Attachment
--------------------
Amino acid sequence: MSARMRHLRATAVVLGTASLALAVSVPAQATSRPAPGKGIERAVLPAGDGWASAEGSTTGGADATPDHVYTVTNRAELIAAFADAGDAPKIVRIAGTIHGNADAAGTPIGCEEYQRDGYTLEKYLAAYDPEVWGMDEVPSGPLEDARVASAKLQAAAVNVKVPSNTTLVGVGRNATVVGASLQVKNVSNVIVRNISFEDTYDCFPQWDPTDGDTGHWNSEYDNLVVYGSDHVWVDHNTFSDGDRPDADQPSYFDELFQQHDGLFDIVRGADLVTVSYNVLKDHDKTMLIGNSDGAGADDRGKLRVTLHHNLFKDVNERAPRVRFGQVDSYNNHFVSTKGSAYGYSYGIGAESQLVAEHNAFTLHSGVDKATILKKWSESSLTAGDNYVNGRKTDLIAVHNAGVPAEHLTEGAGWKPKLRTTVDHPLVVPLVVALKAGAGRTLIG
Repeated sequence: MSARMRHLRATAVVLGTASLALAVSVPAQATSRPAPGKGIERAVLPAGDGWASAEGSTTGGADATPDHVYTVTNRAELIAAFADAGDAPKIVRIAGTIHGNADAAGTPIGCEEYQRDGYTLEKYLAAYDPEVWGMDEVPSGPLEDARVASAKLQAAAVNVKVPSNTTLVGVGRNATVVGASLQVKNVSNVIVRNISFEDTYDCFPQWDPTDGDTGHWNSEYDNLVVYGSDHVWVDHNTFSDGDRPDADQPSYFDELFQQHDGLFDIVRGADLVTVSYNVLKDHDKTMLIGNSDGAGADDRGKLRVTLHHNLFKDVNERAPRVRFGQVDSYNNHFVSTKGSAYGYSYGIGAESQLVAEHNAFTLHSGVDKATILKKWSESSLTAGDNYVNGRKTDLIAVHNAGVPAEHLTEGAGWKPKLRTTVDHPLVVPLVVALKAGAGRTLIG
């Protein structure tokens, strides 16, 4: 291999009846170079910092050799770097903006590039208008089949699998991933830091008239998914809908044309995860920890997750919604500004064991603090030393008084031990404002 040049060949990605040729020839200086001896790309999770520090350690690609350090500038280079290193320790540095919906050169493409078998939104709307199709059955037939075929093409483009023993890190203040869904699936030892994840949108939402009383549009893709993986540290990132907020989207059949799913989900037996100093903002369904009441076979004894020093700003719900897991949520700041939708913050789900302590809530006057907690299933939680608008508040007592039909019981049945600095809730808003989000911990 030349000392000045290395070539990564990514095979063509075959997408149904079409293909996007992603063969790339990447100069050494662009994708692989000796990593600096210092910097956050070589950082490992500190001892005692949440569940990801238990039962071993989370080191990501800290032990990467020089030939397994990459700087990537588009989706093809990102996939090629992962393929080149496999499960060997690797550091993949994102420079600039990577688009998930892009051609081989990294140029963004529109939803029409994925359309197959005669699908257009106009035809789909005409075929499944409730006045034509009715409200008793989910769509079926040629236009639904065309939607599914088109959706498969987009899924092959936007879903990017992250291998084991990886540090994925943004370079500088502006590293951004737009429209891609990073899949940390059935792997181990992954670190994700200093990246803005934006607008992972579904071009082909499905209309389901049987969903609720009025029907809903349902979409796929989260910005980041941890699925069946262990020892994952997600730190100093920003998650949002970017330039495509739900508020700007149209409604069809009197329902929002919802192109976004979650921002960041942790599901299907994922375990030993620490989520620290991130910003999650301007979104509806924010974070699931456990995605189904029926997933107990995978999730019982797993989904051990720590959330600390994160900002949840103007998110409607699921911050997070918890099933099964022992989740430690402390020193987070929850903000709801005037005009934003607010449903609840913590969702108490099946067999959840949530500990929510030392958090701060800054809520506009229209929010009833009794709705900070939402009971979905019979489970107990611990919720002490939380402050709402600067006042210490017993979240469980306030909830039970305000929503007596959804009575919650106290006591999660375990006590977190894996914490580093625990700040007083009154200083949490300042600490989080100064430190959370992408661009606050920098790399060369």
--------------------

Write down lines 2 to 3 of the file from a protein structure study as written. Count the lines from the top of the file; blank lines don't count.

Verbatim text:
Repeated sequence: MSARMRHLRATAVVLGTASLALAVSVPAQATSRPAPGKGIERAVLPAGDGWASAEGSTTGGADATPDHVYTVTNRAELIAAFADAGDAPKIVRIAGTIHGNADAAGTPIGCEEYQRDGYTLEKYLAAYDPEVWGMDEVPSGPLEDARVASAKLQAAAVNVKVPSNTTLVGVGRNATVVGASLQVKNVSNVIVRNISFEDTYDCFPQWDPTDGDTGHWNSEYDNLVVYGSDHVWVDHNTFSDGDRPDADQPSYFDELFQQHDGLFDIVRGADLVTVSYNVLKDHDKTMLIGNSDGAGADDRGKLRVTLHHNLFKDVNERAPRVRFGQVDSYNNHFVSTKGSAYGYSYGIGAESQLVAEHNAFTLHSGVDKATILKKWSESSLTAGDNYVNGRKTDLIAVHNAGVPAEHLTEGAGWKPKLRTTVDHPLVVPLVVALKAGAGRTLIG
């Protein structure tokens, strides 16, 4: 291999009846170079910092050799770097903006590039208008089949699998991933830091008239998914809908044309995860920890997750919604500004064991603090030393008084031990404002 040049060949990605040729020839200086001896790309999770520090350690690609350090500038280079290193320790540095919906050169493409078998939104709307199709059955037939075929093409483009023993890190203040869904699936030892994840949108939402009383549009893709993986540290990132907020989207059949799913989900037996100093903002369904009441076979004894020093700003719900897991949520700041939708913050789900302590809530006057907690299933939680608008508040007592039909019981049945600095809730808003989000911990 030349000392000045290395070539990564990514095979063509075959997408149904079409293909996007992603063969790339990447100069050494662009994708692989000796990593600096210092910097956050070589950082490992500190001892005692949440569940990801238990039962071993989370080191990501800290032990990467020089030939397994990459700087990537588009989706093809990102996939090629992962393929080149496999499960060997690797550091993949994102420079600039990577688009998930892009051609081989990294140029963004529109939803029409994925359309197959005669699908257009106009035809789909005409075929499944409730006045034509009715409200008793989910769509079926040629236009639904065309939607599914088109959706498969987009899924092959936007879903990017992250291998084991990886540090994925943004370079500088502006590293951004737009429209891609990073899949940390059935792997181990992954670190994700200093990246803005934006607008992972579904071009082909499905209309389901049987969903609720009025029907809903349902979409796929989260910005980041941890699925069946262990020892994952997600730190100093920003998650949002970017330039495509739900508020700007149209409604069809009197329902929002919802192109976004979650921002960041942790599901299907994922375990030993620490989520620290991130910003999650301007979104509806924010974070699931456990995605189904029926997933107990995978999730019982797993989904051990720590959330600390994160900002949840103007998110409607699921911050997070918890099933099964022992989740430690402390020193987070929850903000709801005037005009934003607010449903609840913590969702108490099946067999959840949530500990929510030392958090701060800054809520506009229209929010009833009794709705900070939402009971979905019979489970107990611990919720002490939380402050709402600067006042210490017993979240469980306030909830039970305000929503007596959804009575919650106290006591999660375990006590977190894996914490580093625990700040007083009154200083949490300042600490989080100064430190959370992408661009606050920098790399060369």